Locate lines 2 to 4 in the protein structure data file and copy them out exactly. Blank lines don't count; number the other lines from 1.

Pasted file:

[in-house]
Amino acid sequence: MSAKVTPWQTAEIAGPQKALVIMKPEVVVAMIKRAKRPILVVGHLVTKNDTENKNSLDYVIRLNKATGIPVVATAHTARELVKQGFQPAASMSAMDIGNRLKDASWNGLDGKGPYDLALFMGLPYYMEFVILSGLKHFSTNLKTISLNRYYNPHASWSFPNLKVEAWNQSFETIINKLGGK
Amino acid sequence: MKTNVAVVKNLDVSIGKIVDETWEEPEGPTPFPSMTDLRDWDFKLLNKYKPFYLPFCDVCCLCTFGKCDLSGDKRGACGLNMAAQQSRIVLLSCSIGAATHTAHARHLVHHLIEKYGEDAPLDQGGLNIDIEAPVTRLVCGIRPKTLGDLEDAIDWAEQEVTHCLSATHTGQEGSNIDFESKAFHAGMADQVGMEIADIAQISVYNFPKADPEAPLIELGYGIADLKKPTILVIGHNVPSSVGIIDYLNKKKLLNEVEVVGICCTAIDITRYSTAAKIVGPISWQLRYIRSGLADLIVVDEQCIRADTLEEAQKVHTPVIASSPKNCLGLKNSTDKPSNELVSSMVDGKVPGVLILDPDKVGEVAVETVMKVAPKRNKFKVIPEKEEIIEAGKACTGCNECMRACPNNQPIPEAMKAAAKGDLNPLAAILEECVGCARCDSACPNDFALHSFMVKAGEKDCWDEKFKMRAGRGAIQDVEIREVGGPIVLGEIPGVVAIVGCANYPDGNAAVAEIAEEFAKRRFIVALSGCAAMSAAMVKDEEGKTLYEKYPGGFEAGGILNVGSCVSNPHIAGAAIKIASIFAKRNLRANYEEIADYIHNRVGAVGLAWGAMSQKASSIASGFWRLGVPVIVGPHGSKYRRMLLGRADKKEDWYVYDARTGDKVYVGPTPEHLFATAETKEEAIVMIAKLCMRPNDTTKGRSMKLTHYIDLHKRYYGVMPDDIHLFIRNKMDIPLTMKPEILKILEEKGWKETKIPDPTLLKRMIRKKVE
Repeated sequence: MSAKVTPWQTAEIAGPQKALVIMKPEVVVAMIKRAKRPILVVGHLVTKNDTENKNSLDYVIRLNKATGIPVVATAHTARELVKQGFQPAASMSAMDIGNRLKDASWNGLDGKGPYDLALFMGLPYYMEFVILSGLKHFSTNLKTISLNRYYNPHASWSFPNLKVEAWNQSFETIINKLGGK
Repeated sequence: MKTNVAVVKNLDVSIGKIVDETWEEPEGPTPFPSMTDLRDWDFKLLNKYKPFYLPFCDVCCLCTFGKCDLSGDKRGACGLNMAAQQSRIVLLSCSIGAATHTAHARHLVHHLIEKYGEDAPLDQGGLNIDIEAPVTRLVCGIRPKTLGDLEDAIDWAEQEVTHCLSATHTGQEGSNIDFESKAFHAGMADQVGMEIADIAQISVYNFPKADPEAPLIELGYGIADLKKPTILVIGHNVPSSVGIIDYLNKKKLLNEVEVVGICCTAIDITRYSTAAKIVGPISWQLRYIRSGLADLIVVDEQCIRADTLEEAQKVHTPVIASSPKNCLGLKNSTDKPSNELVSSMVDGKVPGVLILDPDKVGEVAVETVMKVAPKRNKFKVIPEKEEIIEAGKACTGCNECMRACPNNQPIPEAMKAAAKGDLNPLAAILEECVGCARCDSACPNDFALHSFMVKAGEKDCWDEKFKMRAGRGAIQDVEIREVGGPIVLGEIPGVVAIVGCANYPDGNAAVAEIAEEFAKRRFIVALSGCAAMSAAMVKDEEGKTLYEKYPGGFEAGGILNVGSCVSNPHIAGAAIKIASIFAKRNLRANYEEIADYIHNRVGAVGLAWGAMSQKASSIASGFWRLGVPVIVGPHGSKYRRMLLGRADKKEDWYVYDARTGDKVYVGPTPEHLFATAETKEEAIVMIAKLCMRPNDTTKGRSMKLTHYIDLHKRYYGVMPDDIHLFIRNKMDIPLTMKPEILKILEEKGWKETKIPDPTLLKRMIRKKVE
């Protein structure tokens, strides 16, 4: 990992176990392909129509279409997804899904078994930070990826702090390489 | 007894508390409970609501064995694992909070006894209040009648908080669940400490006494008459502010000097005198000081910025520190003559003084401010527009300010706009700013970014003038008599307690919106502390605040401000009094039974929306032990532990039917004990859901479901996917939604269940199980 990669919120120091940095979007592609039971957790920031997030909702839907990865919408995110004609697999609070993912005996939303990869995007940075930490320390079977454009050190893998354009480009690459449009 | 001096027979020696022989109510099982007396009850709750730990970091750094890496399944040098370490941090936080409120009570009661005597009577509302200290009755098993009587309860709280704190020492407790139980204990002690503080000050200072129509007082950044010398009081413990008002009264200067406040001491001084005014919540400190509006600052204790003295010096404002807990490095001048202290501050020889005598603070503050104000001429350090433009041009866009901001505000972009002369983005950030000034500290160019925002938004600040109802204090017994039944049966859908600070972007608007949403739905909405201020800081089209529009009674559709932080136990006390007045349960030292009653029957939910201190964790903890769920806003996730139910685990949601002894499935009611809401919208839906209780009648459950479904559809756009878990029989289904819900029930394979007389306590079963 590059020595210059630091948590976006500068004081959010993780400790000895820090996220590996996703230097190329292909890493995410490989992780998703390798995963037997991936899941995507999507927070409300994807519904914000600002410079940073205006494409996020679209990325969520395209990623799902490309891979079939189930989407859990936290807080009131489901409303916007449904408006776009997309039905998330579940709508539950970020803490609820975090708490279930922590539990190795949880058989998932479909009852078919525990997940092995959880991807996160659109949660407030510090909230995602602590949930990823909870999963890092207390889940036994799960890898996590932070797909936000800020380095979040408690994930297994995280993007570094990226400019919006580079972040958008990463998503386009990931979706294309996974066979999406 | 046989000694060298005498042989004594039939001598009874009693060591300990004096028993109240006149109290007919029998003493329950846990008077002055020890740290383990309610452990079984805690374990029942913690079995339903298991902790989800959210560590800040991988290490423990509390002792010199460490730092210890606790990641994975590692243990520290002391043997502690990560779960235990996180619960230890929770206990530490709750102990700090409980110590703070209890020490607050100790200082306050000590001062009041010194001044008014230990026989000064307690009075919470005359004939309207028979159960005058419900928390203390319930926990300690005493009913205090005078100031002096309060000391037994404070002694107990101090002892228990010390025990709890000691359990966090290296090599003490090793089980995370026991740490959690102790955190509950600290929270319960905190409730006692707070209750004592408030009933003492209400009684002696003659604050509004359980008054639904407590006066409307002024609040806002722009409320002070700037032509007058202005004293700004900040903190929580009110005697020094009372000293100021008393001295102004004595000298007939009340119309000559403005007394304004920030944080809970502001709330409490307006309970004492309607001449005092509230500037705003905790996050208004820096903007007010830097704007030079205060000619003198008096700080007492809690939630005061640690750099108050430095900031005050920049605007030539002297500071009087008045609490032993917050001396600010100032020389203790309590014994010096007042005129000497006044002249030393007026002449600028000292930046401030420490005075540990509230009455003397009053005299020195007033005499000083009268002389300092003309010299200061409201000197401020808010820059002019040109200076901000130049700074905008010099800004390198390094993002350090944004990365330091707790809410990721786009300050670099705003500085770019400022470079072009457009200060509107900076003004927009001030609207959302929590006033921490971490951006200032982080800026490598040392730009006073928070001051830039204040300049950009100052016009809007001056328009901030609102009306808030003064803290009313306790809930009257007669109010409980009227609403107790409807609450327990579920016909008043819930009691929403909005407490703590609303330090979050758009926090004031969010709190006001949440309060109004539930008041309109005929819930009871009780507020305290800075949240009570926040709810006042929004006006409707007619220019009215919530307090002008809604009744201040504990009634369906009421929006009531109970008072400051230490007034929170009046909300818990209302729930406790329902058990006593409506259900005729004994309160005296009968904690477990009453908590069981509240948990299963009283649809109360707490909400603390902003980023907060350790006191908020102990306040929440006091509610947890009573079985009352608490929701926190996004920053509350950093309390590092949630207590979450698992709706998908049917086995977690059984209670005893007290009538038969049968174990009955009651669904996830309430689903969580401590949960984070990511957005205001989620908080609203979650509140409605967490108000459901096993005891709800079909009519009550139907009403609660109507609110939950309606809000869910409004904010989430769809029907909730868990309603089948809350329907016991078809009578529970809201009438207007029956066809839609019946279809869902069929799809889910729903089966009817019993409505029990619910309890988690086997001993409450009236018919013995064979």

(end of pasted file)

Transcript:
Amino acid sequence: MSAKVTPWQTAEIAGPQKALVIMKPEVVVAMIKRAKRPILVVGHLVTKNDTENKNSLDYVIRLNKATGIPVVATAHTARELVKQGFQPAASMSAMDIGNRLKDASWNGLDGKGPYDLALFMGLPYYMEFVILSGLKHFSTNLKTISLNRYYNPHASWSFPNLKVEAWNQSFETIINKLGGK
Amino acid sequence: MKTNVAVVKNLDVSIGKIVDETWEEPEGPTPFPSMTDLRDWDFKLLNKYKPFYLPFCDVCCLCTFGKCDLSGDKRGACGLNMAAQQSRIVLLSCSIGAATHTAHARHLVHHLIEKYGEDAPLDQGGLNIDIEAPVTRLVCGIRPKTLGDLEDAIDWAEQEVTHCLSATHTGQEGSNIDFESKAFHAGMADQVGMEIADIAQISVYNFPKADPEAPLIELGYGIADLKKPTILVIGHNVPSSVGIIDYLNKKKLLNEVEVVGICCTAIDITRYSTAAKIVGPISWQLRYIRSGLADLIVVDEQCIRADTLEEAQKVHTPVIASSPKNCLGLKNSTDKPSNELVSSMVDGKVPGVLILDPDKVGEVAVETVMKVAPKRNKFKVIPEKEEIIEAGKACTGCNECMRACPNNQPIPEAMKAAAKGDLNPLAAILEECVGCARCDSACPNDFALHSFMVKAGEKDCWDEKFKMRAGRGAIQDVEIREVGGPIVLGEIPGVVAIVGCANYPDGNAAVAEIAEEFAKRRFIVALSGCAAMSAAMVKDEEGKTLYEKYPGGFEAGGILNVGSCVSNPHIAGAAIKIASIFAKRNLRANYEEIADYIHNRVGAVGLAWGAMSQKASSIASGFWRLGVPVIVGPHGSKYRRMLLGRADKKEDWYVYDARTGDKVYVGPTPEHLFATAETKEEAIVMIAKLCMRPNDTTKGRSMKLTHYIDLHKRYYGVMPDDIHLFIRNKMDIPLTMKPEILKILEEKGWKETKIPDPTLLKRMIRKKVE
Repeated sequence: MSAKVTPWQTAEIAGPQKALVIMKPEVVVAMIKRAKRPILVVGHLVTKNDTENKNSLDYVIRLNKATGIPVVATAHTARELVKQGFQPAASMSAMDIGNRLKDASWNGLDGKGPYDLALFMGLPYYMEFVILSGLKHFSTNLKTISLNRYYNPHASWSFPNLKVEAWNQSFETIINKLGGK